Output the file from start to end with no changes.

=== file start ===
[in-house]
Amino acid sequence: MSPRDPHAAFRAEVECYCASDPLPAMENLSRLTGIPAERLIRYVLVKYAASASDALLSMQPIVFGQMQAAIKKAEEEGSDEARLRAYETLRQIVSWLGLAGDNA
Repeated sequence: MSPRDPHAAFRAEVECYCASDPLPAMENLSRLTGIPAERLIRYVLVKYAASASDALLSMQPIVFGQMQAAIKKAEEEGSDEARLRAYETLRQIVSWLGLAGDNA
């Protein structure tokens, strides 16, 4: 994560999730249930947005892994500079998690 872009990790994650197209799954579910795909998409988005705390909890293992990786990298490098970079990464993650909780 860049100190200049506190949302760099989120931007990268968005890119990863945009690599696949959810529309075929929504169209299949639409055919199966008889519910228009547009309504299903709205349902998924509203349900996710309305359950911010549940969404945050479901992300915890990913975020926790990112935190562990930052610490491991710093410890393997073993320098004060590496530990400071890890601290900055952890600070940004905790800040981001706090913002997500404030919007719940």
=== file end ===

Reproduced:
[in-house]
Amino acid sequence: MSPRDPHAAFRAEVECYCASDPLPAMENLSRLTGIPAERLIRYVLVKYAASASDALLSMQPIVFGQMQAAIKKAEEEGSDEARLRAYETLRQIVSWLGLAGDNA
Repeated sequence: MSPRDPHAAFRAEVECYCASDPLPAMENLSRLTGIPAERLIRYVLVKYAASASDALLSMQPIVFGQMQAAIKKAEEEGSDEARLRAYETLRQIVSWLGLAGDNA
């Protein structure tokens, strides 16, 4: 994560999730249930947005892994500079998690 872009990790994650197209799954579910795909998409988005705390909890293992990786990298490098970079990464993650909780 860049100190200049506190949302760099989120931007990268968005890119990863945009690599696949959810529309075929929504169209299949639409055919199966008889519910228009547009309504299903709205349902998924509203349900996710309305359950911010549940969404945050479901992300915890990913975020926790990112935190562990930052610490491991710093410890393997073993320098004060590496530990400071890890601290900055952890600070940004905790800040981001706090913002997500404030919007719940």